Infinite is an appropriate title. For one, it goes off in all directions. It seems to take bits and pieces of far better movies and cobbles them together. And at about an hour and 45 minutes with credits, this movie seems a lot longer in length.
A lot of critics have been comparing it to The Matrix, but it seems to remind me of movies such as Highlander and Dead Again, that great thriller by Kenneth Branagh about a woman with amnesia and how it may or may not tie with a decades-old murder.
That being said. Save yourself two hours and each either Highlander, Dead Again, or even The Matrix. Skip this movie entirely.
In January of 2020, Mark Wahlberg appeared in my native town of Calhoun, Ga., where he was appearing at a Wal-Mart for some program. Making an appearance at a Wal-Mart in Marjorie Taylor Greene’s district should be a sign of just how far down Wahlberg’s career has headed since the early 1990s.
Granted, Donnie Wahlberg made those Saw movies but he also surprised the hell out of us with his crucial role in The Sixth Sense.
And Mark has proven himself to be a great actor, too. He was great in Boogie Nights, a role he know regrets, even though he has a list of movies that are worse, and his Oscar nominated-role in The Departed alongside veteran actors Jack Nicholson and Martin Sheen and Hollywood heavyweights Matt Damon and Leonardo DiCaprio was an achievement everyone would’ve laughed at back during his pants-dropping days. Marky Mark in a Martin Scorsese movie? Sure, Marty likes to cast musicians and singers, but no one would’ve believed it 30 years ago.
And as Mark as recently turned 50, he has branched out with comedy, the Ted movies, and The Other Guys, mocking his tough-guy image with his scowl. And behind that scowl is a soft guy who can make movies like Daddy’s Home and Instant Family and make us see he’s just a regular joe from Boston.
Unfortunately, Infinite, like last year’s Spenser Confidential, is another movie in Wahlberg’s vanity projects. Spenser opened with Mark in the titular role beating up his Boston police captain after suspecting him of spousal abuse. Infinite has not one, but two scenes, early on in which his character, Evan McCauley, gets violent or talks about getting violent with men who inappropriately touch or harass/mistreat women.
There’s a scene of a job interview that is totally extraneous in which he tells a restaurant’s owner about an incident in which he injured a man who inappropriately touched a waitress. This scene is nothing more than an attempt for Mark to assert himself as a tough guy who respects women.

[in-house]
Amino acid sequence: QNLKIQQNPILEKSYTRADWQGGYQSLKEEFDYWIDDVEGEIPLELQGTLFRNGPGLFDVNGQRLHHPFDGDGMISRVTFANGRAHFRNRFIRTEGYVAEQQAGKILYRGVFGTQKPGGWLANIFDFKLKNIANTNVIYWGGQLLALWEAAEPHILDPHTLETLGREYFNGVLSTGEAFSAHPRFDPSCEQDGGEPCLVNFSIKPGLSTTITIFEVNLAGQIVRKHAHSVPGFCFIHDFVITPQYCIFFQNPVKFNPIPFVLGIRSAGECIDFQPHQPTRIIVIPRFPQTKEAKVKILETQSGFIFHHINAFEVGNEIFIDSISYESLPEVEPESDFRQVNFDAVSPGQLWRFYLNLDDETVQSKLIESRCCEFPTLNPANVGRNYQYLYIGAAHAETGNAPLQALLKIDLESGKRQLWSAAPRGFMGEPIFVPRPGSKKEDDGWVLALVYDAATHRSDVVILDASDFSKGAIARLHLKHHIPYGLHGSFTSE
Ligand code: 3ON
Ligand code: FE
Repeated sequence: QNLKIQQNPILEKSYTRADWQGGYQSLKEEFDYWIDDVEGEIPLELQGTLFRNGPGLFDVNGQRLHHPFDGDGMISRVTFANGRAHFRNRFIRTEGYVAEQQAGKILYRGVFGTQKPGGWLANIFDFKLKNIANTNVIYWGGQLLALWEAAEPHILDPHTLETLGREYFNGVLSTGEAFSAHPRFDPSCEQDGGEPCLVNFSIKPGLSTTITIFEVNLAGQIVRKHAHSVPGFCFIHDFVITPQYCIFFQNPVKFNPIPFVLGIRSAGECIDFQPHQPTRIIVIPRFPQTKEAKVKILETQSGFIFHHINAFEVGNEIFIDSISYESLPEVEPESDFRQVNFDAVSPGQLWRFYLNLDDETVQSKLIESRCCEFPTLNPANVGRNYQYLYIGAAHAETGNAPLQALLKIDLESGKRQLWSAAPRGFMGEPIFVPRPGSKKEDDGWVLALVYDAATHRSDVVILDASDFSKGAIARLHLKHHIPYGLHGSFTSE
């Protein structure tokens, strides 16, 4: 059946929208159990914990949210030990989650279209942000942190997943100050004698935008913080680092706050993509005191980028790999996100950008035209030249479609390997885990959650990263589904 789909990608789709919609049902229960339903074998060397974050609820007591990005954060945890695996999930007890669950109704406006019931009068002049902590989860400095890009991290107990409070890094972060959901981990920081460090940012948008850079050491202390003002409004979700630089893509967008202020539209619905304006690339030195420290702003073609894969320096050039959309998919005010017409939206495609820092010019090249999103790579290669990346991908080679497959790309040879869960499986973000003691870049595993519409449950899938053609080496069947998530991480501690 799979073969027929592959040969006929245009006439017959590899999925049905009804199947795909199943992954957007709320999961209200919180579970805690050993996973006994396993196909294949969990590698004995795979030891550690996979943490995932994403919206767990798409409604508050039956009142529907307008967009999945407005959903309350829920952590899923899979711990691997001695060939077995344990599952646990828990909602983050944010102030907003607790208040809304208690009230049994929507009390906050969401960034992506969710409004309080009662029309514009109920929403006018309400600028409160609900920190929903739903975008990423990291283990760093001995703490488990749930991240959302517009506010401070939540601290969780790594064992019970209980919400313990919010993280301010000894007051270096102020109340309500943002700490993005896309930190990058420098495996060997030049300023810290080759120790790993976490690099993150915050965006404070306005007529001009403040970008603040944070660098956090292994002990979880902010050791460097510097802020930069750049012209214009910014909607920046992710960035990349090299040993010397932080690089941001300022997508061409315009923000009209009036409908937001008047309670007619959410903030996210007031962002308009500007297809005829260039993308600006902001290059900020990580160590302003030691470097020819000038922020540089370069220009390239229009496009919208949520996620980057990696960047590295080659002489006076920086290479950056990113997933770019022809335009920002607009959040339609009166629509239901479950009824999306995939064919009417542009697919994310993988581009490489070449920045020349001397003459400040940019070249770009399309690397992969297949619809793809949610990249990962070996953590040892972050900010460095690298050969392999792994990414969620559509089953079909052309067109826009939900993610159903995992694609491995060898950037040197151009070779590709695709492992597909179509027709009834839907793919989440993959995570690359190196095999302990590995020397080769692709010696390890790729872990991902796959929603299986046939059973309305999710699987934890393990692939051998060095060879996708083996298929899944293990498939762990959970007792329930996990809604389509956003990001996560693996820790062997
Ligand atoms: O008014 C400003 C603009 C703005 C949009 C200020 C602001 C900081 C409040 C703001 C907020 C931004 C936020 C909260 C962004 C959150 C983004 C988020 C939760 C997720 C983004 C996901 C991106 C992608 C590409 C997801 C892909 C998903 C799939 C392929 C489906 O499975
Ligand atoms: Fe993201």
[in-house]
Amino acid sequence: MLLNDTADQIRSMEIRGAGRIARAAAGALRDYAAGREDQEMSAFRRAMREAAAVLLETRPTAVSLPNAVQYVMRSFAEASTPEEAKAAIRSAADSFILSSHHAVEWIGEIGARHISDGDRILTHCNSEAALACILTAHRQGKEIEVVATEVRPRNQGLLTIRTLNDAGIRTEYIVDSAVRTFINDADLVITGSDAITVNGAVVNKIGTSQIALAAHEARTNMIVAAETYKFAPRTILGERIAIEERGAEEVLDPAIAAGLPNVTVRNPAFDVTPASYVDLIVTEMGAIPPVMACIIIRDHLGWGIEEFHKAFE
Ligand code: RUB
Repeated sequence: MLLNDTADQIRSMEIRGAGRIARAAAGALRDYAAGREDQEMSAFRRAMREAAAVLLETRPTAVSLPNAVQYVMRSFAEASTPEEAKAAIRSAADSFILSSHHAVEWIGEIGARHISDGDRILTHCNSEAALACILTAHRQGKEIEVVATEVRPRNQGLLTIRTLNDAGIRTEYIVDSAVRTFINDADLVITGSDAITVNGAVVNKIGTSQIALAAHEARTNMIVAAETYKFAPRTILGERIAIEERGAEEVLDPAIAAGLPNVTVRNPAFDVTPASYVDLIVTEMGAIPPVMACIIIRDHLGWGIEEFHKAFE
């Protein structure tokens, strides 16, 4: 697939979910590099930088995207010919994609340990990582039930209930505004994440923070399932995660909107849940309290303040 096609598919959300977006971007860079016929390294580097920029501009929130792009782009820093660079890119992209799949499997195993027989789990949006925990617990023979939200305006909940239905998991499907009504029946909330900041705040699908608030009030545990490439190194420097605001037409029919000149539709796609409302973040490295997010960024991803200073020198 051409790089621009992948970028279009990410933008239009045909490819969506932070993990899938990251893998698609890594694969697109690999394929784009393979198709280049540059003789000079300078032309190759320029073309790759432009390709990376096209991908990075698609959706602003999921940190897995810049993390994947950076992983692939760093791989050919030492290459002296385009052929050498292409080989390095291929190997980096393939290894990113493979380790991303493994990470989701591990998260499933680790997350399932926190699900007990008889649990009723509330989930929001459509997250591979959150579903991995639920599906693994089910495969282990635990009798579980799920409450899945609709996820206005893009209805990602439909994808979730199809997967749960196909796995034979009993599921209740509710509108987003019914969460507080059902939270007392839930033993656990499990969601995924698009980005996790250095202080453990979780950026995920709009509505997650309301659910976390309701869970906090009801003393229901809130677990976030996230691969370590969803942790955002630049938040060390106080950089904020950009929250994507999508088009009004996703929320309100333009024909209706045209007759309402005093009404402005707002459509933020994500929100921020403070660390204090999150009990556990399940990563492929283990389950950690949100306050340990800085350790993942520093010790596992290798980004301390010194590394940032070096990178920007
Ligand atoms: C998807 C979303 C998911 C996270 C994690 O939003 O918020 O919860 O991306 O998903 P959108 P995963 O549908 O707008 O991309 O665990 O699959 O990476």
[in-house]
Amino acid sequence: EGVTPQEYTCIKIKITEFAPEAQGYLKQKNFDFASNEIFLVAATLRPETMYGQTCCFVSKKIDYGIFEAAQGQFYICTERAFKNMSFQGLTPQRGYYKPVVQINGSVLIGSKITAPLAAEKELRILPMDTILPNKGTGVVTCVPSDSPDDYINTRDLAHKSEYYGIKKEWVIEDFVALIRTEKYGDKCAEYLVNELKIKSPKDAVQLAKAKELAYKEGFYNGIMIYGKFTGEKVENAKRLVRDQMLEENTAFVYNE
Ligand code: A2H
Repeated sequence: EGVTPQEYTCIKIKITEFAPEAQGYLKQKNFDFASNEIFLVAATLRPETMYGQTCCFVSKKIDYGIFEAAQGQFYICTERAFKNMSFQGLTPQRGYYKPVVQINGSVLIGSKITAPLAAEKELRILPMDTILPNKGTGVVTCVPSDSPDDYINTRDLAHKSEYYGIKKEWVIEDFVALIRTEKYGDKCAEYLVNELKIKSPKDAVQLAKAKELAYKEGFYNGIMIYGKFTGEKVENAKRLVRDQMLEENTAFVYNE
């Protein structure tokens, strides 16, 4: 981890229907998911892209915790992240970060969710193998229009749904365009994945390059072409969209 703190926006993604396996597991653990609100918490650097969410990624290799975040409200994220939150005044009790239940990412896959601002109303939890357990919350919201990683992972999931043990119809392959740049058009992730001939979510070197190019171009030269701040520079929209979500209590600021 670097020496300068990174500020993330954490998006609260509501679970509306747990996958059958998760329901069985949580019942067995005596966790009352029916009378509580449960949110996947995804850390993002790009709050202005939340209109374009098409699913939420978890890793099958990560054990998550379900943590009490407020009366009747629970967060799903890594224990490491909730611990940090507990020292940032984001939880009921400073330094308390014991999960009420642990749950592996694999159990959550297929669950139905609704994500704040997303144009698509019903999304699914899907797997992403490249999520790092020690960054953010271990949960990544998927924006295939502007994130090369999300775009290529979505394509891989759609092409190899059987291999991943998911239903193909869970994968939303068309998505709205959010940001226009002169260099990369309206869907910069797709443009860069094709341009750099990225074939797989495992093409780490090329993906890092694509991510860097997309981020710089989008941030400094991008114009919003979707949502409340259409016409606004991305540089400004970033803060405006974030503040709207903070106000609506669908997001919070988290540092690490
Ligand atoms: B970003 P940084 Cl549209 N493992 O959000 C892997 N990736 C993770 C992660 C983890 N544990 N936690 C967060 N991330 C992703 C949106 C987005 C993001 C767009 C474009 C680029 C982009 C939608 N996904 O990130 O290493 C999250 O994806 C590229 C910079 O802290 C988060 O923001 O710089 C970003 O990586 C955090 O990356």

And in the next scene he’s presenting a katana he made to a drug lord who gets mad when his lady friend keeps looking at Evan. While this scene is relevant, the exposition at the restaurant could’ve been mentioned because Evan finds himself in a police interrogation room that doesn’t look like any police interrogation room I’ve ever seen.
And that’s where Chiwetal Ejiofor walks in and the rest of the movie makes no more sense. Even though he’s 50 in real life, Mark is supposed to be 35 in the movie.
I failed to mention there’s a car chase scene that begins the movie that’s supposed to be set in Mexico City in 1985 even though there’s not much information. I had to go to Wikipedia for a basic summary because very little is reveled here about the movie’s plot. And this isn’t one of those movies that makes you want to re-watch it for things you might have missed.
Infinite bounces around so much and has so many things going on, it doesn’t make sense. Apparently, Evan is really Heinrich Treadway, who was in that car chase that began the movie. And Heinrich has been around for centuries, which is why he is able to make katanas, but trying to get jobs working at restaurants because he thinks he’s a schizophrenic.
You see Ejiofor plays the bad guy Bathurst, who like Thanos in the MCU, wants to destroy the world or the population, I don’t know.
There’s a lot I don’t understand about this movie. And you probably won’t understand it either. It’s probably a good thing the Covid-19 pandemic kept this from its 2020 release so Paramount could easily burn it off on their Paramount+ streaming service. Spenser was released in 2020 on Netflix which has become a hub of movies that are terrible.
Earlier this year, Paramount released Without Remorse on Amazon Prime. While A Quiet Place II is making them some good money at the box office and they still have that long-awaited Top Gun sequel and Mission: Impossible movie to look forward to, the studio can probably shrug off these movies.
Speaking of the MCU, Paramount, at one time, was distributing the movies, before things went over to Disney. This was a good move for both studios and I might do a blog about this later, but Paramount may one day regret that decision if it continues to make movies like this.